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Find the x-intercepts: 2(x-5)^2=17

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x= [17/2]^1/2 +5|dw:1345790422320:dw|
x-intercepts? this is an equation in one variable.... how do you do that?

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Other answers:

Am I suppose to distribute the 2?
ahh.... my bad.... because this is an equation in one variable, it is just a vertical line.... so solving for x will give you the only x-intercept....
since this is a quadratic function, you will get 2 values for the x-intercepts. read pp 126-129 in the link I've posted above.
2 x-intercepts? \[2(x-5)^2=17\]Divide both sides by 2\[(x-5)^2=\frac{17}{2}\]Take square roots for both sides \[(x-5)=\pm \frac{17}{2}\]Add 5 to both sides to get the answer.
I'm always late....
oh okay thank you that makes so much sense :)
hold on folks... this is an equation in x only.... this is a vertical line.... and not a function.... "Find the x-intercepts: 2(x-5)^2=17"
Wow. That's complicated. I thought all I had to do was to solve it but seems not :(
this is a function: y = 2(x-5)^2 this is not a function: 17 = 2(x-5)^2
parabolas always have 2 x-intercepts unless k=0, is it not?
But how to get the x-intercept(s)??? There is no y...
in any function, to find the x-intercepts, set y=0 and solve.... how are you gonna set y=0 in the equation 2(x-5)^2 =17 ????
Think the x-intercept is 8.5,0
Perhaps this would be the case? y = 2(x-5)^2-17 Put y=0 2(x-5)^2-17 = 0 2(x-5)^2=17 . . . Solve x to find the x-intercepts. Hmm...
dpalnc solved it, x=5 - sqrt(17/2) x=5+ sqrt(17/2)
compare these two equations: y = x + 3 and 17 = x + 3 that first one is a line and you can find the x-intercept by setting y=0 then solving 0 = x + 3. but that second equation is just a vertical line....
Eh?! Then, for 17=x+3, the x-intercept is 17-3 = 14?!
you have been trolled
dang this chrome browser.... x = 14 is a vertical line and that's where it crosses the x-axis.... but back to the problem... did i say 1 x-intercept? i mean two as panlac says.... :)
a vertical line that curves...obviously troll ^^
how 'bout two vertical lines... it's implied when u solve a quadratic you have to consider the positive and negative square root....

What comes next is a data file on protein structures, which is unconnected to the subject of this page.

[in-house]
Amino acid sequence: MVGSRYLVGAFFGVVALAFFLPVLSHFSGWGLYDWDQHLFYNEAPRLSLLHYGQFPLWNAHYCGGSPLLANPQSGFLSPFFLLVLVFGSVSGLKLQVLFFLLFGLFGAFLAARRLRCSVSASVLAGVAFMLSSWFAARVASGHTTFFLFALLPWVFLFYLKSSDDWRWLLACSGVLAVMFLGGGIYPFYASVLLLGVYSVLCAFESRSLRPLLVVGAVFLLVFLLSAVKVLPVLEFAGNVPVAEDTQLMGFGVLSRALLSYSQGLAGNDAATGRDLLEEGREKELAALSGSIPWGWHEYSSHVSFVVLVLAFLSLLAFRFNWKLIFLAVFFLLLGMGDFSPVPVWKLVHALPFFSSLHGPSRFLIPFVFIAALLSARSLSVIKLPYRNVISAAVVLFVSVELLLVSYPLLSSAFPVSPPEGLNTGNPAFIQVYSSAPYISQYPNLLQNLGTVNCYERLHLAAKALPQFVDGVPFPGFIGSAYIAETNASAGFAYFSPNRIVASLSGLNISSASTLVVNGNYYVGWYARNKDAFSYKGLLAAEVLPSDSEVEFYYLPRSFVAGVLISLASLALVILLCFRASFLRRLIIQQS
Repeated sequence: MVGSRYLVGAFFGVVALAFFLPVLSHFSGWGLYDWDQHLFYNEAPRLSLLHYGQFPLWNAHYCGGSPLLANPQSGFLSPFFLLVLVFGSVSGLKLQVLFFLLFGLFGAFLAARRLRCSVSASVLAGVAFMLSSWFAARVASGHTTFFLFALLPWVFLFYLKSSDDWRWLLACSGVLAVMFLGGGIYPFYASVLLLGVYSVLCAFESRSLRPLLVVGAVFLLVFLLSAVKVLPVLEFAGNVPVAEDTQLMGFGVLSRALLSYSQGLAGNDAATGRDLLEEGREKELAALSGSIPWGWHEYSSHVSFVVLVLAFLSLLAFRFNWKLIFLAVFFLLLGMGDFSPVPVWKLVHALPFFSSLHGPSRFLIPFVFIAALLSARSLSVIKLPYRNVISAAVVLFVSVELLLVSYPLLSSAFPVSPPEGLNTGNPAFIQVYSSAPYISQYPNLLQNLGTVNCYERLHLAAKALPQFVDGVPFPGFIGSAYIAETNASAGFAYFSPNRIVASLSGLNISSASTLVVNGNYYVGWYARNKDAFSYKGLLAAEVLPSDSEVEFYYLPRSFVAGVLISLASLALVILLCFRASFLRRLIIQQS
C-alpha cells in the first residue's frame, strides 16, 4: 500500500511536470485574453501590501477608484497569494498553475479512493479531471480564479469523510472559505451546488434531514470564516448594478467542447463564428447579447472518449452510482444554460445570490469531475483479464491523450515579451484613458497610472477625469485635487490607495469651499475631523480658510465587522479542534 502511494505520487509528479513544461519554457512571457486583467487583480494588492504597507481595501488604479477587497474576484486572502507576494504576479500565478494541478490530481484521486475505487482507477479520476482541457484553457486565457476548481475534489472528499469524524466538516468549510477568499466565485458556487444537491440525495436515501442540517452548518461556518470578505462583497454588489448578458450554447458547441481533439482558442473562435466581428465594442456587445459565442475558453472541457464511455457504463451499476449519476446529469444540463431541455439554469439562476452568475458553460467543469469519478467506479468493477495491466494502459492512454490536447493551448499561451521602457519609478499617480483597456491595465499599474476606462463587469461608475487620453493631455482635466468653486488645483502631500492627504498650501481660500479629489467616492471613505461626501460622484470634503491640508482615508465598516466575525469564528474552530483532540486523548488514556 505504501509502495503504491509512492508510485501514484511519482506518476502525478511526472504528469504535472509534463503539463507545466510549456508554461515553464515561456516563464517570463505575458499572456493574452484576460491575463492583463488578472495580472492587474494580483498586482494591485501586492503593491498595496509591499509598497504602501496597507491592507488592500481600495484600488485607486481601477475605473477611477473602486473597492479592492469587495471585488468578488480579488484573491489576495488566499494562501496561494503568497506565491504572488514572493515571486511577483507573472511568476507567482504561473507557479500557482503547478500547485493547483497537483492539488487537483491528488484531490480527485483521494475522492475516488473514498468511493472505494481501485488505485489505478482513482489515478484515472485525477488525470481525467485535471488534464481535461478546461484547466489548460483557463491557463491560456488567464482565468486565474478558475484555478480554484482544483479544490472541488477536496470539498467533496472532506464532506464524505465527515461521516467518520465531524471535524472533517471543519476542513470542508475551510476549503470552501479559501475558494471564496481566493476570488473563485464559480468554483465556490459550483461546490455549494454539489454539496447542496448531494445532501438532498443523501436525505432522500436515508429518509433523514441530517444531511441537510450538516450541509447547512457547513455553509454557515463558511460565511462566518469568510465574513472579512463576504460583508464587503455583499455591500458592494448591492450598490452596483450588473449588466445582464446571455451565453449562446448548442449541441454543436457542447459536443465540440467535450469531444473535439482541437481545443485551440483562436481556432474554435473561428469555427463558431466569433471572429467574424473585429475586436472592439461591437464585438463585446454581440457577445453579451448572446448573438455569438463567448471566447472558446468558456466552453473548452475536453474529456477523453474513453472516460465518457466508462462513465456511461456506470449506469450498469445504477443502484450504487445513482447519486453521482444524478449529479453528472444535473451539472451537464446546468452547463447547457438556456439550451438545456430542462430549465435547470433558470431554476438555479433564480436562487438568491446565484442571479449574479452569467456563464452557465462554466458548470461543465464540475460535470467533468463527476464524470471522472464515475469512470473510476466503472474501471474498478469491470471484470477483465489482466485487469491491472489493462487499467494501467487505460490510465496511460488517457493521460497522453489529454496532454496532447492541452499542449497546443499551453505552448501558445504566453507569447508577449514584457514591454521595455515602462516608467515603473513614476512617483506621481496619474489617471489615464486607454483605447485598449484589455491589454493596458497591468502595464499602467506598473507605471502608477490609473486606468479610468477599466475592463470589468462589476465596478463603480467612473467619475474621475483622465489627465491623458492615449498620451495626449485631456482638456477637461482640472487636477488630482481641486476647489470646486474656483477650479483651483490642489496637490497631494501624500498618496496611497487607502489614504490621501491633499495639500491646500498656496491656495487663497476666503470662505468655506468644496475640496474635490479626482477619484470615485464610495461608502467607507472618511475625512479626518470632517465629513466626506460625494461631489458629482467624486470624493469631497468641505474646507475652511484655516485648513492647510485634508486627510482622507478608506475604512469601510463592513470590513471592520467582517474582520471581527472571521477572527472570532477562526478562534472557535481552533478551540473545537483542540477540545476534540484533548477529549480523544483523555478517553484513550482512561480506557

yeah buwahhahahahaha
ang troll ^^^
this goes against the teachings of the monks... the forefathers defined x-intercept as "the value of y when x is 0" however, there is no y....
this is not a function
right... so when you solve for x in that equation, you get two vertical lines... an equation in only 1 variable x is not a function...
no. this is just not a function. nothing more; nothing less
it's a relation, but not a function
x-intercepts occur in function only
when did i say it is a function?
I said it was, my mistake
you were saying it had an x-intercept
two values for x...
it has values for x...but no x-intercept
but the vertical line intercepts the x-axis...
yes. LG you are right "The point at which a curve or FUNCTION crosses the x-axis (i.e., when in two dimensions)."
like i said. you got trolled
cross or touches...
so are you saying that a circle (which is a curve) does not have x-intercepts?
yes it doesnt. it's not a function
circle is not a function
neither do ellipses
function = 1 to 1 value
so why can't you call the where a vertical line crosses the the x-axis the x-intercept?
any closed figure is not a function. it is a plane
this is going beyond the problem now... bottom line: x has two values
i agree to agree... if that makes sense....
hey LG... i thnk u scared off the asker.... or he/she got bored...
did she ask the problem to be graphed?
lol jk. let us just leave it
i would like to quote myself "you got trolled" relations have x-intercepts too
yes.... let's graph it....
this is really going beyond now... why can't we agree that the intercepts are where either the vertical line or horizontal line are touched or crossed? did I start the fire when I said it was a function? I retracted it so OS can be a better place for students once again...
sorry man... i just miss talkin to LG....
u know u'd make a great ambassador for keeping the peace....:)
so peace to everyone.....:)
I'd be damned...

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